I suppose it’s mainly that in any large city, you’re going to have a certain number of disgruntled nutjobs who think violence is a good way to solve problems. Nonetheless, I’m sorry about the latest incident. One damned thing after another.
Somehow I didn’t do one of these posts last weekend, because . . . Life Stuff . . . or just general feebleness. And now the quotation I want to quote about writing seems silly and trivial, but let us imagine it being offered in a stiff-upper-lip, there-will-always-be-an-England sort of spirit, so I can register world events yet carry on with my trivial semi-academic posts.
This is from Robert Liddell’s book Elizabeth and Ivy, about his friendships with the novelists Elizabeth Taylor and Ivy Compton-Burnett; he is quoting a letter written by art historian Roger Hinks “about a meeting with Ivy at Madge Ashton’s when there was some talk about Angus Wilson.”
“Madge said: ‘I hear he wrote it [Anglo-Saxon Attitudes] in four months, between 2 and 4 in the afternoon.’ ‘Really?’ observed Ivy; ‘one cannot imagine anyone doing anything in the afternoon between 2 and 4, except hoping that tea would be at 4 rather than at 5.’ There was talk about how many words people wrote an hour. ‘How many do you write, Miss Compton-Burnett?’ said someone. ‘Ten,’ said Ivy, in the tone of an editor saying that this correspondence was now closed.”
Robert Liddell, Elizabeth and Ivy (London: Peter Owen, 1986), 54-55.
This does rather illustrate my life lately, except that I feel more despairing than editorial.
So, more good news (not), this time from my side of the family: my oldest nephew and his wife are splitting up. These are my favorite people on my side, and I love their kids, and this was not a happy thing to hear on a Christmas where Sir John’s favorite relative isn’t speaking to him. I guess I can be glad mine are speaking to me, as well as grateful that Sir John and I are together, healthy, employed, and housed.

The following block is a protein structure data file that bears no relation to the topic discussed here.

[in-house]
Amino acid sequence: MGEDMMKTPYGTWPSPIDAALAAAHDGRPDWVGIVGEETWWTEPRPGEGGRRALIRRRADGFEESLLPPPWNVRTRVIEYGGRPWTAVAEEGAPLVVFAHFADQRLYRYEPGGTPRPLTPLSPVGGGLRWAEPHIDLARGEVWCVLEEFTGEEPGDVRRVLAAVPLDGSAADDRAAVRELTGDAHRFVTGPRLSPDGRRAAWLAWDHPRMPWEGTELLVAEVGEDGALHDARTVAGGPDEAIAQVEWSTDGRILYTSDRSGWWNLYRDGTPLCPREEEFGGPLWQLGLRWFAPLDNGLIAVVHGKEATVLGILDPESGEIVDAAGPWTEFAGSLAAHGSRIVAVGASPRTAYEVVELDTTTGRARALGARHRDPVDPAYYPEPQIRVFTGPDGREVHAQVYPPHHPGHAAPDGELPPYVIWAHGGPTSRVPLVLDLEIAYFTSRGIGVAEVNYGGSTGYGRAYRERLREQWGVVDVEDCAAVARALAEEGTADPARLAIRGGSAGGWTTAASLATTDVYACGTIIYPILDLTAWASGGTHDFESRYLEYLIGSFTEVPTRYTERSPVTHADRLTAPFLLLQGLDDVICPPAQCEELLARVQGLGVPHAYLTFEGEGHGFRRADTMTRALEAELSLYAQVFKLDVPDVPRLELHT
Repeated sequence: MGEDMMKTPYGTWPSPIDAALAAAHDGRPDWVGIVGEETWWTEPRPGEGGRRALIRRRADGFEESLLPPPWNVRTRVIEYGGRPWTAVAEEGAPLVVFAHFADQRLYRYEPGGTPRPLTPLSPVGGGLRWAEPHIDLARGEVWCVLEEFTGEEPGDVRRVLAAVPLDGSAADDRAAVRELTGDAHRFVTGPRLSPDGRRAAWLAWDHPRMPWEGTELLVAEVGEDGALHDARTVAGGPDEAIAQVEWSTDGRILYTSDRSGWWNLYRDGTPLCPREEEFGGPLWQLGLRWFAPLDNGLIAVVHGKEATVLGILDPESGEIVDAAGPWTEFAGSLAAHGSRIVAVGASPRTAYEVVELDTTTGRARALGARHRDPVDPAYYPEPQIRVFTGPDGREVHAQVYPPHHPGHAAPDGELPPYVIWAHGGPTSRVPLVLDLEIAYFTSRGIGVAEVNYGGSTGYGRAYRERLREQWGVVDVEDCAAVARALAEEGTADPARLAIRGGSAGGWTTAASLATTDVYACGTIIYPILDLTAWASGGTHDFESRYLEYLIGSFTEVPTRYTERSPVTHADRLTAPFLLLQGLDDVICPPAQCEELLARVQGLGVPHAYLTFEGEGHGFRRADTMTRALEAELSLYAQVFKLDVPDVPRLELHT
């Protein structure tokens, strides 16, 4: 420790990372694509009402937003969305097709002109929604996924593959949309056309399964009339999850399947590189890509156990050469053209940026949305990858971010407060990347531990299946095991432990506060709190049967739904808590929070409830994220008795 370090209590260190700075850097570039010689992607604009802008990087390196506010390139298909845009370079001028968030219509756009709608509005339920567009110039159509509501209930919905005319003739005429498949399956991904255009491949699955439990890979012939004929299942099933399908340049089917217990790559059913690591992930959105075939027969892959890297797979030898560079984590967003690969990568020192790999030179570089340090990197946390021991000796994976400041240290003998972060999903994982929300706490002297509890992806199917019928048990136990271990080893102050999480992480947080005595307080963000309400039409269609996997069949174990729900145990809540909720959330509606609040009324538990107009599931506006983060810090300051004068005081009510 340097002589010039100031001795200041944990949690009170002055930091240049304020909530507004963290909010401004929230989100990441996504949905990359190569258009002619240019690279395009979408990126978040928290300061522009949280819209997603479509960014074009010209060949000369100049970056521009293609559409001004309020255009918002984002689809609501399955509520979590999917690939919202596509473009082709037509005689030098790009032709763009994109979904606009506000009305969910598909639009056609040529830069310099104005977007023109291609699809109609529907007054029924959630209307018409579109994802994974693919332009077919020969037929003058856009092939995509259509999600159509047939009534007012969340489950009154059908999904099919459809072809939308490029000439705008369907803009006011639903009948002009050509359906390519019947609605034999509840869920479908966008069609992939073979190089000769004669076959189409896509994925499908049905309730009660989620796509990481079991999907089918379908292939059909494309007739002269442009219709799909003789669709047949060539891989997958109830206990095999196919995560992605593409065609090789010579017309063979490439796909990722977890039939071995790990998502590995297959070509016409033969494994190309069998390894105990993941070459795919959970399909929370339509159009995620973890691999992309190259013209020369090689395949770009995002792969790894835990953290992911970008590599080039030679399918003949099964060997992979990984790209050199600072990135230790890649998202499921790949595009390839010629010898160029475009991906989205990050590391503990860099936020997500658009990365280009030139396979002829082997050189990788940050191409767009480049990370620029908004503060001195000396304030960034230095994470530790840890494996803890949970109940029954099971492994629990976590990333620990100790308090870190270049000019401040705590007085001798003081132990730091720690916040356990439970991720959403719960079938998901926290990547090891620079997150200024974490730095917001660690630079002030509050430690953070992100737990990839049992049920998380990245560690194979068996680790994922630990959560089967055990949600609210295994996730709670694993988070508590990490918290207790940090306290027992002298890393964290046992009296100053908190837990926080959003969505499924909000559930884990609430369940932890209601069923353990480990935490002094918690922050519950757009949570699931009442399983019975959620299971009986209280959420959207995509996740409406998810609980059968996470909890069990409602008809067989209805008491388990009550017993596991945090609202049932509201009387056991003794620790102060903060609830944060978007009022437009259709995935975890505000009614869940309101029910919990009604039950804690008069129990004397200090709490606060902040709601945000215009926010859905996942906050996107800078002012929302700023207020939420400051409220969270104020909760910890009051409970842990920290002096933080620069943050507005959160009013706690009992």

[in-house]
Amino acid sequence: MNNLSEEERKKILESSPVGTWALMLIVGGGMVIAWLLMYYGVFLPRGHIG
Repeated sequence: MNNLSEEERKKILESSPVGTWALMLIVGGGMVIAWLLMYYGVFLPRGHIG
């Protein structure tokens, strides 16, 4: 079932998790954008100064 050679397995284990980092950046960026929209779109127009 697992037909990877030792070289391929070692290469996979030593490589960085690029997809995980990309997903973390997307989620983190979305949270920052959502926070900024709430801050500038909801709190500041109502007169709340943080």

I’d tell 2016 not to let the door hit it on the way out, except that I expect in a few weeks, I’ll be begging 2016 to come back. It did, after all, contain half a sabbatical year, a trip to England, a couple of fun conferences, and the successful placement of the last chunk of the MMP. On the personal level, I’ve nothing much to complain of.
I also made Christmas calls to my other relations. Told one brother I’d had an essay accepted (not the journalist, who I knew would just talk about the number of articles he writes every day). Well. Bro #2 is a mucky-muck in his trade organization, so he writes and publishes an article every month in the trade publication. He has a tech writer or editor or something who puts together the framework, and then my brother re-writes so every sentence does what it should, because he is a better writer than the editor.
This is typical, and one of the reasons why I don’t see more of my family. I want to make it clear that I am not sneering at my brother for being in trade. He’s not only good at what he does, I can believe that he’s a better writer than the other person he’s dealing with. Writing and teaching are the family trades, at least in my branch, for a couple of generations now. What I mind is the complete lack of any attempt to understand the difference between what I do and what he does.